Three years ago, Park City announced the purchase of a five-acre parcel at the corner of Kearns Boulevard and Bonanza Drive on which it plans to redevelop an arts and culture district. After Thursday’s Park City Council meeting, the project may finally be getting some traction.
Deputy City Manager David Everitt is overseeing the project. He’s looking for council direction at Thursday’s meeting about how to proceed. With the financial impacts of the COVID-10 crisis unknown, Park City is forging ahead with the district as the new center of creativity.
Even though the funding source for the project the 1% municipal Transient Room Tax, or TRT, paid for by overnight guests, has been impacted - the city, he says, still sees a number of opportunities.
“I’ve been in this business quite a while and I've seen this, for a lack of a better term, the simulative effect of doing these kinds of projects when the economy is in a really dark place,” Everitt said. “And I think that it's sort of ironically fortuitous timing in a way that we have an opportunity to really create jobs and bring people in to do the kind of construction work this project would require at this time.”
The city’s partners in the project are the Kimball Art Center and Sundance Institute. Both nonprofits are expected to purchase property from the city here, where they’ll build their new headquarters. Both organizations have recently laid off staff members as they deal with the impacts of the coronavirus.
Everitt says they still have some time to get their plans and funding together as a lot of infrastructure work has to be completed first.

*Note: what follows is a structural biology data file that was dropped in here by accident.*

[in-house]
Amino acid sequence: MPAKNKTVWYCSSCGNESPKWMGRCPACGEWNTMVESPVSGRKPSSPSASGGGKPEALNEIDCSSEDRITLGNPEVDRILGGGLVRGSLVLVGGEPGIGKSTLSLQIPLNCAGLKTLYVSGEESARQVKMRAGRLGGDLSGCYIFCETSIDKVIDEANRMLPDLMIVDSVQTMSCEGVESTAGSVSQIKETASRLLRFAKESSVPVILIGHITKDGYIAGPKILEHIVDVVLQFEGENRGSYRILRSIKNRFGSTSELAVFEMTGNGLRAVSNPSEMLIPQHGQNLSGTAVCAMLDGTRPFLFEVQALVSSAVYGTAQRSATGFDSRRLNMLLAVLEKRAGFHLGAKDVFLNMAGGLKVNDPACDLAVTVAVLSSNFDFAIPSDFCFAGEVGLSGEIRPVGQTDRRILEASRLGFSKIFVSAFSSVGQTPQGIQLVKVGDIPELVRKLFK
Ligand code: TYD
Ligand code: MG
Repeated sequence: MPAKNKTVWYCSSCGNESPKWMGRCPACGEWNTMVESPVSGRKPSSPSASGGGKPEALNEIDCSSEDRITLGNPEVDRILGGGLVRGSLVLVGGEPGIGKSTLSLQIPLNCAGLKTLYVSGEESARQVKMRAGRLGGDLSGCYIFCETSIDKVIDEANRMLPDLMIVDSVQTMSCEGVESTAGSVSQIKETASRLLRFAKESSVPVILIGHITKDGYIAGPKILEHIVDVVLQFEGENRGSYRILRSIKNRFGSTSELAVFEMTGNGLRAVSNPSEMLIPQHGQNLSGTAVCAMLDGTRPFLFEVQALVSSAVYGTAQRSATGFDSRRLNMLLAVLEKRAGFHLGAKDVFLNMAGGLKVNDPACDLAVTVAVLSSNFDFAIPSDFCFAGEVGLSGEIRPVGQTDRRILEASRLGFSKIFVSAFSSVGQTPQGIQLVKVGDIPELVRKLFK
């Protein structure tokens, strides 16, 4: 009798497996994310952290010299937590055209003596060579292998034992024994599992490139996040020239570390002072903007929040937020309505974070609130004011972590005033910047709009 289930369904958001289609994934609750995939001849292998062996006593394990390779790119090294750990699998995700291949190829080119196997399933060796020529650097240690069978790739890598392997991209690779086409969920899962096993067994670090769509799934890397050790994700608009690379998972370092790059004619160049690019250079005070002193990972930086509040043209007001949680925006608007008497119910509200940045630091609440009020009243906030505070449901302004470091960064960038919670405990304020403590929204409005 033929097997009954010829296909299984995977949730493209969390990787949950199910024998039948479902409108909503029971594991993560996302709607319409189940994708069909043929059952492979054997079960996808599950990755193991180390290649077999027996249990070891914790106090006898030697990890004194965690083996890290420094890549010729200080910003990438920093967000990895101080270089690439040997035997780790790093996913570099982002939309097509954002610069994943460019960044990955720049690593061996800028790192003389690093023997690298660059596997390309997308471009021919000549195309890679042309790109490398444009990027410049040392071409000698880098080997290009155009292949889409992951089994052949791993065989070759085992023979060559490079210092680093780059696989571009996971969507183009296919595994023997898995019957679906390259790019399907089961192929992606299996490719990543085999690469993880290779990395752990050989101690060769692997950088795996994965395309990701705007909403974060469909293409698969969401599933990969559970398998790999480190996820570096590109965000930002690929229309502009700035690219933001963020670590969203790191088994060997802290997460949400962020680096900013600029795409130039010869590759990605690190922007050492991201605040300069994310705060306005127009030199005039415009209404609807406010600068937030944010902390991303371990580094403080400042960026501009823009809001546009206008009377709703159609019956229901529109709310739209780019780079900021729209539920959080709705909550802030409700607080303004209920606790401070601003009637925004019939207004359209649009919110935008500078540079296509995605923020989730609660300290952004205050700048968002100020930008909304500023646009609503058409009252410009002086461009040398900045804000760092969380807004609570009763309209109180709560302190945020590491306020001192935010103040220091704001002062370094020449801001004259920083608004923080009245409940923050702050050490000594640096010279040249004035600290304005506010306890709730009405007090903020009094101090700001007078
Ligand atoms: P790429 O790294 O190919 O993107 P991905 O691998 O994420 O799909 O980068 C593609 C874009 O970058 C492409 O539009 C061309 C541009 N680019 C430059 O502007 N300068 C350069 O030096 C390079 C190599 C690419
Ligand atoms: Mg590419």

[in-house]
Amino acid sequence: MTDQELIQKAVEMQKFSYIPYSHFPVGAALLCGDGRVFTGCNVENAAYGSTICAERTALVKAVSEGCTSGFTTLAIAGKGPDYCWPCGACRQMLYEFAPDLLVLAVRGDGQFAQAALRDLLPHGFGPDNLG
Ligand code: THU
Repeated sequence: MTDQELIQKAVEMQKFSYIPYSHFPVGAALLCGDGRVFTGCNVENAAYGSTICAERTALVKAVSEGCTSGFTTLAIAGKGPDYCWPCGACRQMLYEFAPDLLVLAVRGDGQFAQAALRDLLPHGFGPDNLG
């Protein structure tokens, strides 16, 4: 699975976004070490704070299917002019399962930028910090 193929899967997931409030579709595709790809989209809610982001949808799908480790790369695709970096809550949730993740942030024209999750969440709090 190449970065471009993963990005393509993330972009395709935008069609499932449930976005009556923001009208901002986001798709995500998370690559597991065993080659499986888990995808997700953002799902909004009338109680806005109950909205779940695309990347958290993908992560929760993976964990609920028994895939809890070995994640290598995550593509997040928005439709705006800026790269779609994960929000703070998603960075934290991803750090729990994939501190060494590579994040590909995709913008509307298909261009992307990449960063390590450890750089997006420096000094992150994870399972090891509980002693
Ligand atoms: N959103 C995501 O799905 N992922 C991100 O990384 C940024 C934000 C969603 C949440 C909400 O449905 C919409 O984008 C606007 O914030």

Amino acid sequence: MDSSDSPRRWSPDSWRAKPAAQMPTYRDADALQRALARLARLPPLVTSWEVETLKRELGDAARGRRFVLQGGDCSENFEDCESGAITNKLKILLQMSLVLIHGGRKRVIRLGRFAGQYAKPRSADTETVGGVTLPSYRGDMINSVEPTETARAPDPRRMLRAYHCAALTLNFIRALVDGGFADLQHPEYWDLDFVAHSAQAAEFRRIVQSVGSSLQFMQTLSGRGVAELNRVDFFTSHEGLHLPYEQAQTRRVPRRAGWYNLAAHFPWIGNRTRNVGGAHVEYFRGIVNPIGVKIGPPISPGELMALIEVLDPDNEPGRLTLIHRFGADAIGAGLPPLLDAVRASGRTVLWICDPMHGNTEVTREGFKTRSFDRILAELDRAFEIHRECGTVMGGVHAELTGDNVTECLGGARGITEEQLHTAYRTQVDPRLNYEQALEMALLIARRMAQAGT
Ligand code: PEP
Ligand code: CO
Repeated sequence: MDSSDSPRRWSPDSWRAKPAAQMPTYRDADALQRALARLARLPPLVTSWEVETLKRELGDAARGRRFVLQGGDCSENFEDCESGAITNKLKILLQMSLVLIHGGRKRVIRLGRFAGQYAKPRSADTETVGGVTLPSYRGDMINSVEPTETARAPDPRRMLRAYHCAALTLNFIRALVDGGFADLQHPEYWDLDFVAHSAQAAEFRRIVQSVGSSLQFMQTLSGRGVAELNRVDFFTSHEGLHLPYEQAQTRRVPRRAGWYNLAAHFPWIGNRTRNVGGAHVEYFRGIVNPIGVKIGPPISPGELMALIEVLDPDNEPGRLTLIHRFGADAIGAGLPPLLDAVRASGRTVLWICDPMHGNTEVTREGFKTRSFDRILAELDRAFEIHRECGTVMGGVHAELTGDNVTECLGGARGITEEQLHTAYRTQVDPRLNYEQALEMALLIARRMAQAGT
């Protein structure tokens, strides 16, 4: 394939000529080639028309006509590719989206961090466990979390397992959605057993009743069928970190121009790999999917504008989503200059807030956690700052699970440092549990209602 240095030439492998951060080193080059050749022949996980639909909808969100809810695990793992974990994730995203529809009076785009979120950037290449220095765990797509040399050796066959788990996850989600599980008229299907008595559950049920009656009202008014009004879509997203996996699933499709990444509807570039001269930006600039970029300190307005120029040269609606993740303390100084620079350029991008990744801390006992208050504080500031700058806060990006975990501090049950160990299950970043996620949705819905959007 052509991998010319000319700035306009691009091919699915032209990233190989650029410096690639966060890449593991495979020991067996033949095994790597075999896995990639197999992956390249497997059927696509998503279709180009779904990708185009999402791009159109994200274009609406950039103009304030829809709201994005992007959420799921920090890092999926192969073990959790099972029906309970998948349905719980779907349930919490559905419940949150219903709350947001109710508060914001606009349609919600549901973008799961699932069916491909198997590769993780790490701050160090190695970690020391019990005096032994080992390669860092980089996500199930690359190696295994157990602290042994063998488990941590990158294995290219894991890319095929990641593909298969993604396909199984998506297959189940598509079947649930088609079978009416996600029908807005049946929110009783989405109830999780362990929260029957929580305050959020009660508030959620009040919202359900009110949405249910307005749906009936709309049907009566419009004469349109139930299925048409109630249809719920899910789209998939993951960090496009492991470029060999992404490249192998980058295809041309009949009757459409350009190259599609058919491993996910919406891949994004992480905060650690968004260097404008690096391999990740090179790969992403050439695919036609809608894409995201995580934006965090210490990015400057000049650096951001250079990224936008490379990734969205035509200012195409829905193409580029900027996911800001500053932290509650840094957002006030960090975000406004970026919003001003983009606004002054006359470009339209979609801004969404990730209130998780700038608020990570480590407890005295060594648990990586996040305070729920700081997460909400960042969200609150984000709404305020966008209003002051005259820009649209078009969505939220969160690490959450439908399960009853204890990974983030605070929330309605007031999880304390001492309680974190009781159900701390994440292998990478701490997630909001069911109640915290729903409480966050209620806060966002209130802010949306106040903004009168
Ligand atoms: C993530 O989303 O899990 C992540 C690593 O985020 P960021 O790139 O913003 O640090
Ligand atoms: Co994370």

“The city is still very enthusiastic about being partners with them moving forward but we totally understand that they face different realities as nonprofit organizations,” he said. “The timing is flexible in terms of the other organizations that would come on and we're moving ahead with the city’s portion of the project with that flexibility really baked into our plan. But there’s a lot of the construction works honestly that needs to be done to get the district going no matter when the partners came on have to happen ahead of their construction regardless.”
The funding for the development, coming from the municipal TRT, has been hit hard by the pandemic.
“The conservative approach has been to not expect TRT revenues to return to pre-COVID levels until approximately fiscal year 2025,” he said. “So hopefully it'll come back sooner but if not, we're projecting with the way that budget works with the way the cash flow works we still are able to make the project pencil.”
Even after the property is paid for, the 1% TRT will continue to be collected for ongoing maintenance and operations of the district.
The $70 million project does not include moving the substation or power lines nearby. The powerlines have to be moved, but he says that’s a future discussion – related, but separate.
Thursday’s meeting will focus on the city’s portion of the redevelopment.
“The majority of the site is going to be a city-owned and managed property, which includes, as you know, significant affordable housing components, two levels of parking underground, and a major transit transfer point for the region,” Everitt said. “And that also includes a really, I think, expansive and inclusive plaza area on the surface that really goes the length of the property there from Munchkin all the way down to almost to the point there at Kearns and Bonanza.”
Right now, the plans contemplate 40 affordable housing units – 250 – and 300-underground parking spots–and a major transit hub.
The Park City Council meets Thursday starting with this discussion at 4:30 via Zoom.